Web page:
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Page:The Works of Lord Byron (ed. Coleridge, Prothero) - Volume 3.djvu/70

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POEMS 1809-1813.

Forgetful of its struggles past,
E'en Pain itself should smile on thee.


But vain the wish—for Beauty still
Will shrink, as shrinks the ebbing breath;
And Woman's tears, produced at will,
Deceive in life, unman in death.


Then lonely be my latest hour,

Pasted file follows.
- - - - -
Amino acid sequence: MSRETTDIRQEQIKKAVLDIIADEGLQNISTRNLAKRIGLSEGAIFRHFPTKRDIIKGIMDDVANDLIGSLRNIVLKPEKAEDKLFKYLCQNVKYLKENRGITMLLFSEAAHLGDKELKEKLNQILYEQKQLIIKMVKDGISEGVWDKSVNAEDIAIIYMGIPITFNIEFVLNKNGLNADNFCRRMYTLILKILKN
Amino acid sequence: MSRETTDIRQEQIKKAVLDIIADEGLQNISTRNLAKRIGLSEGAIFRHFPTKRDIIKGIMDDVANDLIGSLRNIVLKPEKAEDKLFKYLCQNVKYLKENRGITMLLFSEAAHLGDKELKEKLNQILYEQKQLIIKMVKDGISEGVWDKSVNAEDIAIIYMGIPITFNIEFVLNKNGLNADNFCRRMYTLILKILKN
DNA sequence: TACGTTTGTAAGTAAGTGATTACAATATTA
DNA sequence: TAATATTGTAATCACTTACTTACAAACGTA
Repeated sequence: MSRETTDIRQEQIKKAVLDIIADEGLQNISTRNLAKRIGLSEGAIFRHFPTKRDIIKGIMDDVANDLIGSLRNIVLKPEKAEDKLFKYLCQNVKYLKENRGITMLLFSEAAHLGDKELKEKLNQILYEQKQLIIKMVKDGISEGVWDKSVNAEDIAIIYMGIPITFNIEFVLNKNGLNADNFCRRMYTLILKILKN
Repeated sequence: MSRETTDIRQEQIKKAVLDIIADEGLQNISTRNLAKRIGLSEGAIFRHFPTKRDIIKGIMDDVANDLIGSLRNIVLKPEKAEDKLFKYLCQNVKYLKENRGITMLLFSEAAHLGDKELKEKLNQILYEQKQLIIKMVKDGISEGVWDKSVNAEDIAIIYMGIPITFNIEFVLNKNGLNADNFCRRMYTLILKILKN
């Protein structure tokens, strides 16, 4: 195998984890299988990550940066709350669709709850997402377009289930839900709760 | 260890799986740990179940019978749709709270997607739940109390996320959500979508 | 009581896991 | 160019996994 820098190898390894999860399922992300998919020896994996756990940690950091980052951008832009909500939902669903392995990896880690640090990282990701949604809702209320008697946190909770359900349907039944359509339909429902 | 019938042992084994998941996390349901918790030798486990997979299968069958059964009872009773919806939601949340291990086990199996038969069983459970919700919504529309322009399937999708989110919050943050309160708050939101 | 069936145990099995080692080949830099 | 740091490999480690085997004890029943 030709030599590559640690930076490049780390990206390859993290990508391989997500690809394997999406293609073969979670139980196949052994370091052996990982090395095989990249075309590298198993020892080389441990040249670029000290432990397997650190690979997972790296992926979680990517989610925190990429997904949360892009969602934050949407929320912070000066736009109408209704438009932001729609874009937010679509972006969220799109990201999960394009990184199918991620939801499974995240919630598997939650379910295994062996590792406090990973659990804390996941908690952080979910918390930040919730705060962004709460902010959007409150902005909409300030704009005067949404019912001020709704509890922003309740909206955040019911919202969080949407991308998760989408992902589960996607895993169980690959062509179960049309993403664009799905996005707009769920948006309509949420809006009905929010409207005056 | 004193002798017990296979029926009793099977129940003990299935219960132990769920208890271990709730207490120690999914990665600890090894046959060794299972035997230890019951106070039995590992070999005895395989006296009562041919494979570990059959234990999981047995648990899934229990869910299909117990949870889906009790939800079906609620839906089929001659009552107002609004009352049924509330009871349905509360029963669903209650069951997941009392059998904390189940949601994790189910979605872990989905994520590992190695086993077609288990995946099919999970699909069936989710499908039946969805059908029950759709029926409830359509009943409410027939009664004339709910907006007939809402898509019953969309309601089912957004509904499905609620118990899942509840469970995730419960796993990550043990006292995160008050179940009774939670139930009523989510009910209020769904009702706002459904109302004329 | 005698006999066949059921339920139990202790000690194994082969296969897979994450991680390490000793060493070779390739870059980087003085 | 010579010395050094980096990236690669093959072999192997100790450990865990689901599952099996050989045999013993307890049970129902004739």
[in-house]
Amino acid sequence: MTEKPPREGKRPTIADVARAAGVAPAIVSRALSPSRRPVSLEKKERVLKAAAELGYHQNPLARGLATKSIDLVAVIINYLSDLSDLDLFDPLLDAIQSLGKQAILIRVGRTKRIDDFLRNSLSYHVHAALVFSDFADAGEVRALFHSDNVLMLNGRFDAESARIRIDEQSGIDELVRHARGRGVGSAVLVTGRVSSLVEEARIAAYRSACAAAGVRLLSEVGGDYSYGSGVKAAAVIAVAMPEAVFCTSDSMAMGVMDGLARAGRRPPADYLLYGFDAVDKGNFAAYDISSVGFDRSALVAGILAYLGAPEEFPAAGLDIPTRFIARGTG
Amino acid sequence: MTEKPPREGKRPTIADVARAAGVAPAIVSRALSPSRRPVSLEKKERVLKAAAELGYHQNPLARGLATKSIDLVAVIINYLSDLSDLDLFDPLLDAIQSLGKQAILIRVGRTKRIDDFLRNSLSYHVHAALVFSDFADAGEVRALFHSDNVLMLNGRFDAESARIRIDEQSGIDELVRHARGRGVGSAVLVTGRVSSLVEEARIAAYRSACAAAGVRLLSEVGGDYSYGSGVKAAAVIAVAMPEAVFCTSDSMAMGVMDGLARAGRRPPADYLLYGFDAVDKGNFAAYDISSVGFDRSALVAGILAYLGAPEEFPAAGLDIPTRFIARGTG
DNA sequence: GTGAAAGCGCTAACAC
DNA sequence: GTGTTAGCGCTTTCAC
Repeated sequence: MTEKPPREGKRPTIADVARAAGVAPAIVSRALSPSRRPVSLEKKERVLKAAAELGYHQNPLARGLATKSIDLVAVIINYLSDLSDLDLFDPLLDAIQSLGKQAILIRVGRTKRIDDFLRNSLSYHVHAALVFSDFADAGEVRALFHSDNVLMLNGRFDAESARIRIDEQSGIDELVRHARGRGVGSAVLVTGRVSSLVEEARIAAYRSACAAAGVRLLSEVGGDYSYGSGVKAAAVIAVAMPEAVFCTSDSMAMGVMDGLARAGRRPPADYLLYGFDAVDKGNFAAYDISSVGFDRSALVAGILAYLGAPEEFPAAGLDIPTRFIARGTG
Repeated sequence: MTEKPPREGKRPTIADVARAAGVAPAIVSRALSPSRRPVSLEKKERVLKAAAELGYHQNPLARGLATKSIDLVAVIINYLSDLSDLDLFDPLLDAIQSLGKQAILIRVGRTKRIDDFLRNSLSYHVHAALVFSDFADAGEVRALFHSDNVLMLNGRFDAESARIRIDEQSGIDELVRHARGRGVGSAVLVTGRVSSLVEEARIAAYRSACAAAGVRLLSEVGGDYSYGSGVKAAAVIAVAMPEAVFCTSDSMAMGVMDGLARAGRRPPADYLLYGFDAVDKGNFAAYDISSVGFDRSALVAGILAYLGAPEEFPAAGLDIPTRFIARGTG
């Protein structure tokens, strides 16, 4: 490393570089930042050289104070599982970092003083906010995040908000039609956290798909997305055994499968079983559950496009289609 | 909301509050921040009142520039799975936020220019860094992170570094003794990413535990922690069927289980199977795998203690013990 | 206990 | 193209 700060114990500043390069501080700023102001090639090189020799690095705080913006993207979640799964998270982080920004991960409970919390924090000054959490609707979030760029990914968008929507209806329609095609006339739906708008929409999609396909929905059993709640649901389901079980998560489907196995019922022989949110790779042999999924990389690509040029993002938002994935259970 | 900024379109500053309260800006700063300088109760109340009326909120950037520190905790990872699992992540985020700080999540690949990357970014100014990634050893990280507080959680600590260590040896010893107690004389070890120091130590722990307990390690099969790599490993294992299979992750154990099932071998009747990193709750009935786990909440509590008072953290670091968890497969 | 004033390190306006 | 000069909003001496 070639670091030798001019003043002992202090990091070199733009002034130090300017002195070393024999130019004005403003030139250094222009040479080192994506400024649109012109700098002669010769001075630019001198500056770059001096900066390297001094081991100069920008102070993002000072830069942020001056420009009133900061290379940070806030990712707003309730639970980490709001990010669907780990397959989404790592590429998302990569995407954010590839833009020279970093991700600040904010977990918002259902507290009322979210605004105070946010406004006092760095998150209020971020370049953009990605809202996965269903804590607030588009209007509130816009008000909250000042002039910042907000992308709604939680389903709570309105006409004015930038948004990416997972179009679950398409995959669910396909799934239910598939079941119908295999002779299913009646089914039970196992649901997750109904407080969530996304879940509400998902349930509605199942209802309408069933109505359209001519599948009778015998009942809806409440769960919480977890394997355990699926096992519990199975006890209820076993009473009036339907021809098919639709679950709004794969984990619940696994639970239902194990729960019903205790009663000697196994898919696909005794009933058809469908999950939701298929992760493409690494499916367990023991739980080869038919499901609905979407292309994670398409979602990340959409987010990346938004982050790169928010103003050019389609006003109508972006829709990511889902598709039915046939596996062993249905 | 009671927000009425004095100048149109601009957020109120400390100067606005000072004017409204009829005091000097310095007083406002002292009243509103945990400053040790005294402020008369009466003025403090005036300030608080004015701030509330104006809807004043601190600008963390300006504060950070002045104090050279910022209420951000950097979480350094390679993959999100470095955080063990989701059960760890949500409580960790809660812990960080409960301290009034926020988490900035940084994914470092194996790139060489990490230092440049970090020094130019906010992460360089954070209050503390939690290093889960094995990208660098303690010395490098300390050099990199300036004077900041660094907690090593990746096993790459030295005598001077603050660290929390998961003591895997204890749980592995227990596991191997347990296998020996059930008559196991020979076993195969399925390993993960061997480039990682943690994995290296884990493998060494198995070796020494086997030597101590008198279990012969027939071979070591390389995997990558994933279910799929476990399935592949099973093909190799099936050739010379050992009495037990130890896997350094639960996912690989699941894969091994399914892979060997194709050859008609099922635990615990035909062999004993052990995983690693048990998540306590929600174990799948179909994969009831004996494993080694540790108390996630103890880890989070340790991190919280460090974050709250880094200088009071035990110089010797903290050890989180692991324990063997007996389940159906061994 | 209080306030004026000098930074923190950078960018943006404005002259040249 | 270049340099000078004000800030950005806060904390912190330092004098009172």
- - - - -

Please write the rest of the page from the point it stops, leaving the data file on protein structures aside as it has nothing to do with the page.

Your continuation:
Without regret, without a groan;
For thousands Death hath ceased to lower,
And pain been transient or unknown.


"Aye but to die, and go," alas!
Where all have gone, and all must go!
To be the nothing that I was
Ere born to life and living woe!


Count o'er the joys thine hours have seen,
Count o'er thy days from anguish free,
And know, whatever thou hast been,
'Tis something better not to be.

[First published, Childe Harold, 1812 (Second Edition).]